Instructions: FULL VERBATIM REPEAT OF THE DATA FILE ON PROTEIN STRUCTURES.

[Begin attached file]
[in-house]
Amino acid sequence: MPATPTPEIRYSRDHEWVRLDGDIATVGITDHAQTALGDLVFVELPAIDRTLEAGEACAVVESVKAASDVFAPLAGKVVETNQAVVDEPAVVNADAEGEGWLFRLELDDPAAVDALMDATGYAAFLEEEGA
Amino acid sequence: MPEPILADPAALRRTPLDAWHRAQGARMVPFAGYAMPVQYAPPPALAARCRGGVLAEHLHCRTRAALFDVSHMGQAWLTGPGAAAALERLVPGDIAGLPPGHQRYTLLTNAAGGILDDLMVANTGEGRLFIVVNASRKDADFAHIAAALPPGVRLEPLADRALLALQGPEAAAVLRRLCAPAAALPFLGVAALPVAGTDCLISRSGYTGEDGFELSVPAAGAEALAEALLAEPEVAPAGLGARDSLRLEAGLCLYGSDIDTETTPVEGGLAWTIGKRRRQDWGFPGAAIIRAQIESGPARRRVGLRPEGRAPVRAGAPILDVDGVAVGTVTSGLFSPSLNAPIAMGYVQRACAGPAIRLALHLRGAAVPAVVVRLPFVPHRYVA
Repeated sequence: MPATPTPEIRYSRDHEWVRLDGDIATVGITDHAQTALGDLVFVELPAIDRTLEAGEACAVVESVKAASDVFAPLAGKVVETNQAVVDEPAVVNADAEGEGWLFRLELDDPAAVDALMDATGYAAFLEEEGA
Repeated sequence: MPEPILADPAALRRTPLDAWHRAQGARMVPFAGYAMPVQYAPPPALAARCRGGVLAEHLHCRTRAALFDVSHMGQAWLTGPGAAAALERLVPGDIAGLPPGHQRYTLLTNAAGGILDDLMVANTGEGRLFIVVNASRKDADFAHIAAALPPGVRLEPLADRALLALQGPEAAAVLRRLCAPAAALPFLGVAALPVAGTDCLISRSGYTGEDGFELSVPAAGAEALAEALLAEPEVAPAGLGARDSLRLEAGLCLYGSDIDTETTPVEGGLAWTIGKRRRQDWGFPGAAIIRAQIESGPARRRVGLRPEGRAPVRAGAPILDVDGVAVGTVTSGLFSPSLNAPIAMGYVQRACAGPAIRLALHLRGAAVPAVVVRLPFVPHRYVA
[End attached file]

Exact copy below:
[in-house]
Amino acid sequence: MPATPTPEIRYSRDHEWVRLDGDIATVGITDHAQTALGDLVFVELPAIDRTLEAGEACAVVESVKAASDVFAPLAGKVVETNQAVVDEPAVVNADAEGEGWLFRLELDDPAAVDALMDATGYAAFLEEEGA
Amino acid sequence: MPEPILADPAALRRTPLDAWHRAQGARMVPFAGYAMPVQYAPPPALAARCRGGVLAEHLHCRTRAALFDVSHMGQAWLTGPGAAAALERLVPGDIAGLPPGHQRYTLLTNAAGGILDDLMVANTGEGRLFIVVNASRKDADFAHIAAALPPGVRLEPLADRALLALQGPEAAAVLRRLCAPAAALPFLGVAALPVAGTDCLISRSGYTGEDGFELSVPAAGAEALAEALLAEPEVAPAGLGARDSLRLEAGLCLYGSDIDTETTPVEGGLAWTIGKRRRQDWGFPGAAIIRAQIESGPARRRVGLRPEGRAPVRAGAPILDVDGVAVGTVTSGLFSPSLNAPIAMGYVQRACAGPAIRLALHLRGAAVPAVVVRLPFVPHRYVA
Repeated sequence: MPATPTPEIRYSRDHEWVRLDGDIATVGITDHAQTALGDLVFVELPAIDRTLEAGEACAVVESVKAASDVFAPLAGKVVETNQAVVDEPAVVNADAEGEGWLFRLELDDPAAVDALMDATGYAAFLEEEGA
Repeated sequence: MPEPILADPAALRRTPLDAWHRAQGARMVPFAGYAMPVQYAPPPALAARCRGGVLAEHLHCRTRAALFDVSHMGQAWLTGPGAAAALERLVPGDIAGLPPGHQRYTLLTNAAGGILDDLMVANTGEGRLFIVVNASRKDADFAHIAAALPPGVRLEPLADRALLALQGPEAAAVLRRLCAPAAALPFLGVAALPVAGTDCLISRSGYTGEDGFELSVPAAGAEALAEALLAEPEVAPAGLGARDSLRLEAGLCLYGSDIDTETTPVEGGLAWTIGKRRRQDWGFPGAAIIRAQIESGPARRRVGLRPEGRAPVRAGAPILDVDGVAVGTVTSGLFSPSLNAPIAMGYVQRACAGPAIRLALHLRGAAVPAVVVRLPFVPHRYVA